My how times have changed. I no longer spend an inordinate amount of time wringing my hands over whether those adjectives fit me and what other people think about me.

But I still love dogs, possibly even more than I did at 23, though I’ve still yet to own one. My dog love has more to do with their adorableness than that they’re loyal, dependent, and, unlike cats, prone to showering you with affection. Despite Angela’s assumption all those years ago, I love them because only babies and toddlers are cuter.

Aren’t Facebook status updates basically just a way to focus attention on yourself?

Does that mean I’m not a little narcissistic, though? To a degree, all writers are, especially ones who write about themselves. Though it doesn’t require the same level of vanity as modelling (which demands far more effort than I’ve ever been willing to devote to looking in the mirror and posing for photos), writing requires a considerable amount of me time.

At the very least, you’d better be comfortable receiving a lot of attention, even if it’s just from you. In this social media age, I’m pretty sure most people can relate, even non-writers. Aren’t Facebook status updates basically just a way to focus attention on yourself?

Don’t we all just want to be “liked”? In a way, Facebook has brought out the narcissist in so many of us. I joined it at the beginning of 2008, about four months before I started blogging. I’m not sure if I would have had the courage to start writing about myself had I not gotten that initial practice on Facebook.

Around the same time, my friend Cara, who lived three stories below me in Buenos Aires, told me, half-jokingly, that she sometimes worried about enjoying her own company a little bit too much. I was never concerned about my own joy in solitude until she mentioned hers.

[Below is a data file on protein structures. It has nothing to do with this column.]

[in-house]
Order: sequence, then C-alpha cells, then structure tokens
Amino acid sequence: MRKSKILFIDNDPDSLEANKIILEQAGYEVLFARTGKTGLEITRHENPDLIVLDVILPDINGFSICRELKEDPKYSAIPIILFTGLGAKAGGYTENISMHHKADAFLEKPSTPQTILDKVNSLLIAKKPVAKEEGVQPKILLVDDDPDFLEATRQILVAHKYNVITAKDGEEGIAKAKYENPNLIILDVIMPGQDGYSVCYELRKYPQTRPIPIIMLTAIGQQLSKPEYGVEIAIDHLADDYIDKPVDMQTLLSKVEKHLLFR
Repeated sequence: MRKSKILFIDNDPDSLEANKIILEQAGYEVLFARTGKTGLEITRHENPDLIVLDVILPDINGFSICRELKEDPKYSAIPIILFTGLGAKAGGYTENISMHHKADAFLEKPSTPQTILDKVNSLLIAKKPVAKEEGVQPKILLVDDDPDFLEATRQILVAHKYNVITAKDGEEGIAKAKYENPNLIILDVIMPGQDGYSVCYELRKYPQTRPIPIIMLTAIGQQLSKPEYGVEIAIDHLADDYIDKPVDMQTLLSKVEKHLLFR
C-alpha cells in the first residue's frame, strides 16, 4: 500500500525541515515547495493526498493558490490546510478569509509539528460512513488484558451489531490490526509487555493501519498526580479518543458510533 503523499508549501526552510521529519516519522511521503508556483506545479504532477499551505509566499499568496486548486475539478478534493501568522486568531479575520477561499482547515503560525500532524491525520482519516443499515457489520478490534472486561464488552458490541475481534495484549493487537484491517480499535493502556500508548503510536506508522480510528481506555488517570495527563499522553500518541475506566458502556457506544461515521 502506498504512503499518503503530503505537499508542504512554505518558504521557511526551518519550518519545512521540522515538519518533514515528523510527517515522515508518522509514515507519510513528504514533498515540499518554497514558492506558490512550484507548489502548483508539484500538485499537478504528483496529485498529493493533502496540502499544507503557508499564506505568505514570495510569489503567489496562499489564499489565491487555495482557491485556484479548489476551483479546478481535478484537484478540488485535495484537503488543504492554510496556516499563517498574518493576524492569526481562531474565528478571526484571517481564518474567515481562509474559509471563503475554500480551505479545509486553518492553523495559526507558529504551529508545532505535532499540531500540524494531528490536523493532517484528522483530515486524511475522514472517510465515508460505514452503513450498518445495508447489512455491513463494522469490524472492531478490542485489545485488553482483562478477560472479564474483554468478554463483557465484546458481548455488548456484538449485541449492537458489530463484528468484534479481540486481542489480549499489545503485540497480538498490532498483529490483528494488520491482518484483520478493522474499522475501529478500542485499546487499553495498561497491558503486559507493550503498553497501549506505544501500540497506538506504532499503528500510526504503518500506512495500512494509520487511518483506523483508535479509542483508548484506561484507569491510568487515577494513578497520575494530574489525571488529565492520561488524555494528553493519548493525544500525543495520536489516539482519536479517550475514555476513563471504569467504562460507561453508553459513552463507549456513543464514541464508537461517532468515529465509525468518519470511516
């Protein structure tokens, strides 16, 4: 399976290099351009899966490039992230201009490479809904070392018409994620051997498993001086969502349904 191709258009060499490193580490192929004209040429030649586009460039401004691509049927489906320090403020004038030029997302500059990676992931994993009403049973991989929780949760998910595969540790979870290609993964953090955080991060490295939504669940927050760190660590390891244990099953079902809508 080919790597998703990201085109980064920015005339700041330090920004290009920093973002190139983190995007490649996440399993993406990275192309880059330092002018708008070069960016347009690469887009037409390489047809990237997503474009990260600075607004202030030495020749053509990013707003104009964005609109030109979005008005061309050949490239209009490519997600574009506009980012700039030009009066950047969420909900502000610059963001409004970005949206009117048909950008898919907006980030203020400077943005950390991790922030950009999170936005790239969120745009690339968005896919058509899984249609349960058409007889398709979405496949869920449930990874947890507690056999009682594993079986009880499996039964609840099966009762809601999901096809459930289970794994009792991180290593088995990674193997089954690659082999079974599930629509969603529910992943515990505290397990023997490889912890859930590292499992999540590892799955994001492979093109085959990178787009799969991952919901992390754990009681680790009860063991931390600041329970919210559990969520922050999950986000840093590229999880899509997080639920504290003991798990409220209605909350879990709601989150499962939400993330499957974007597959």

If loving me is wrong, I don’t want to be right

These days, I try not to over-analyze my enjoyment of “me” time. People can make it challenging, though, as they did at a New Year’s Eve afternoon barbecue I went to while I was living in Cape Town. I arrived at 3pm, and after three hours of excellent company and breathtaking views from the roof of the host’s building, I was ready to return to my preferred party of one.

“Why are you leaving?” “Do you have plans tonight?” “What are you going to do?”

The questions were being served more quickly than I was able to volley back responses. I didn’t know how to tell the people looking at me with complete bewilderment that I’d been looking forward to solitude since I’d arrived.

“So you’re just going to go home to be alone?… Why?… That’s so sad…. Don’t you want to be around people?” Langton, one of the barbecue guests was looking at me with that same mix of shock and horror that he’d given me when I told him that I didn’t care for Toni Braxton’s latest single.